By Animals

      Termites - Sand Nest

    • While ants and termites can contribute to the physical breakdown of rocks, these animals can also contribute to their biological degradation. Aside from creating holes and passages in the ground, these animals also make possible the easy passage of oxygen and water to the soil, bringing the dissolution of soil, rocks, and rock particles.
    • Lizard on Rocks

    • When animals die, their bodies are converted to substances, which when combined with minerals found in the soil and rocks, can contribute to their degradation.

    By Microorganisms

    Despite their minute size, did you know some microorganisms can also break down the largest rocks and hardest of soil?

      Lichen Rocks

    • One example of such activity is exhibited by lichens. In general, a lichen is a symbiosis between an algae and a fungus.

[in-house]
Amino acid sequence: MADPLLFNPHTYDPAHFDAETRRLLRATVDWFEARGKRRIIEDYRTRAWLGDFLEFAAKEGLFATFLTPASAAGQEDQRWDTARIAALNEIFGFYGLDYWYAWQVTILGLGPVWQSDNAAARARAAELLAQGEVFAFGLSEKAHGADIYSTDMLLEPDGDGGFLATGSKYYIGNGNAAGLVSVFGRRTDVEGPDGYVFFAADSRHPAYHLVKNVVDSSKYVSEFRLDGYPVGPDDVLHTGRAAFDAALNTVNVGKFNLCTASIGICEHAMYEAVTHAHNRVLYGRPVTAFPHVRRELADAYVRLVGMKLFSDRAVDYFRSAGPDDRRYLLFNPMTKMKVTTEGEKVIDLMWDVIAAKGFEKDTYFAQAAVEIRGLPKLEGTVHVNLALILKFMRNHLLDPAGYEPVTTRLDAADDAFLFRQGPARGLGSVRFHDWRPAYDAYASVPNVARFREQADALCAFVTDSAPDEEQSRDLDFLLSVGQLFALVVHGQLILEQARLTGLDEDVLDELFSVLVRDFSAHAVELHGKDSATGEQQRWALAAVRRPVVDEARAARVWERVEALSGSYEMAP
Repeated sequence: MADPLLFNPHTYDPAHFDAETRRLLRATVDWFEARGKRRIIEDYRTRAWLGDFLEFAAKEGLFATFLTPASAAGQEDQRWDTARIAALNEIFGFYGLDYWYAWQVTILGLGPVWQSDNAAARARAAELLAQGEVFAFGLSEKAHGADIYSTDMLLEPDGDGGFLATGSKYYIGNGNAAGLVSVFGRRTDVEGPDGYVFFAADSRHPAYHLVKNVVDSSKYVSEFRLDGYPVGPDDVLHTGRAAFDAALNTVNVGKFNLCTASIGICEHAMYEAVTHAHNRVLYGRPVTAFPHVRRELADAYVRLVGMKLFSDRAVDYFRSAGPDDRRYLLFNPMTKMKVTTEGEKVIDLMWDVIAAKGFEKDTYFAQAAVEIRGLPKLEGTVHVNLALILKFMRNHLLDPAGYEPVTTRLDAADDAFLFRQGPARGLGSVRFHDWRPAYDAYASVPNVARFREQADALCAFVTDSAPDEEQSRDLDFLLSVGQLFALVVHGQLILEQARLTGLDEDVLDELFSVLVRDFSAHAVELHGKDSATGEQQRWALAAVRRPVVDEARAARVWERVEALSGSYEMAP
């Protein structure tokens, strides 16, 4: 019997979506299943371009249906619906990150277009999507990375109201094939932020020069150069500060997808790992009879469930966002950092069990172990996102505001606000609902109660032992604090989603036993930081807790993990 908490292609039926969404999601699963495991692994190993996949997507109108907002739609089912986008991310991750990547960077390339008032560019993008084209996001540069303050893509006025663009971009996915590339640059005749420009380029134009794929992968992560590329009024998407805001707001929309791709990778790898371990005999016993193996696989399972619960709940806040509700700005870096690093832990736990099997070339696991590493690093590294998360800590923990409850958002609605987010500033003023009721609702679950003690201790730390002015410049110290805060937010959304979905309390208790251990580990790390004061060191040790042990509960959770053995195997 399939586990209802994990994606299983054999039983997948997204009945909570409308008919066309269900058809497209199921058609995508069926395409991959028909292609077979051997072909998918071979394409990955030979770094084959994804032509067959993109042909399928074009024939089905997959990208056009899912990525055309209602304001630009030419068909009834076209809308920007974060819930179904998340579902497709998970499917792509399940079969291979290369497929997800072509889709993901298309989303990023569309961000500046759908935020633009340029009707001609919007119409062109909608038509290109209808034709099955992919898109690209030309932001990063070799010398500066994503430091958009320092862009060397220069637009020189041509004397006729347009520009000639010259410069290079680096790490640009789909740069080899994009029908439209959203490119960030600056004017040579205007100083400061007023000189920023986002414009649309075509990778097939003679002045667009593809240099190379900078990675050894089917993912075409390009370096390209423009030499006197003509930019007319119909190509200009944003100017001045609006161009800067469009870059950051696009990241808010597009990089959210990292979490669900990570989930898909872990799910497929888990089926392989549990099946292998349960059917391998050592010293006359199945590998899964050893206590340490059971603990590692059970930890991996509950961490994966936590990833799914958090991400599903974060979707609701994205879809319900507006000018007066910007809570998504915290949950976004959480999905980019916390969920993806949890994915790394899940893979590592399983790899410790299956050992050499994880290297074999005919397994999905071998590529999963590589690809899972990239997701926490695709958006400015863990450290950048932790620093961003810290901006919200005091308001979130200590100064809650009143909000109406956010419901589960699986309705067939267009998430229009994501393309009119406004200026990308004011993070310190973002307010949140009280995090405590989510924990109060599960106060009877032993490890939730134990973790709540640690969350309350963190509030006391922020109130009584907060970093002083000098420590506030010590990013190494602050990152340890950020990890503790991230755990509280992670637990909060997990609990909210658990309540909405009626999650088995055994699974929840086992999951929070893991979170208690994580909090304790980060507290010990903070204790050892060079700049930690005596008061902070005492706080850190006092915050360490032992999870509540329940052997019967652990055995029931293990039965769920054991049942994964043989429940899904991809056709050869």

• Fungus on Rocks

    • The minerals in rocks are liberated when a fungus releases chemicals that can break them down. Such minerals are then consumed by the alga, further causing the wearing and development of cracks and gaps in the rock. As a result, cracked rocks become more prone to disintegration.
    • Fungi Produce Siderophores

    • Some fungi produce siderophores, a type of chelating agent which can absorb various minerals and nutrients from the soil. By trading cations for hydrogen ions, siderophores make the soil more acidic and more prone to degradation.
    • Actinomycetes
      Source: Wikimedia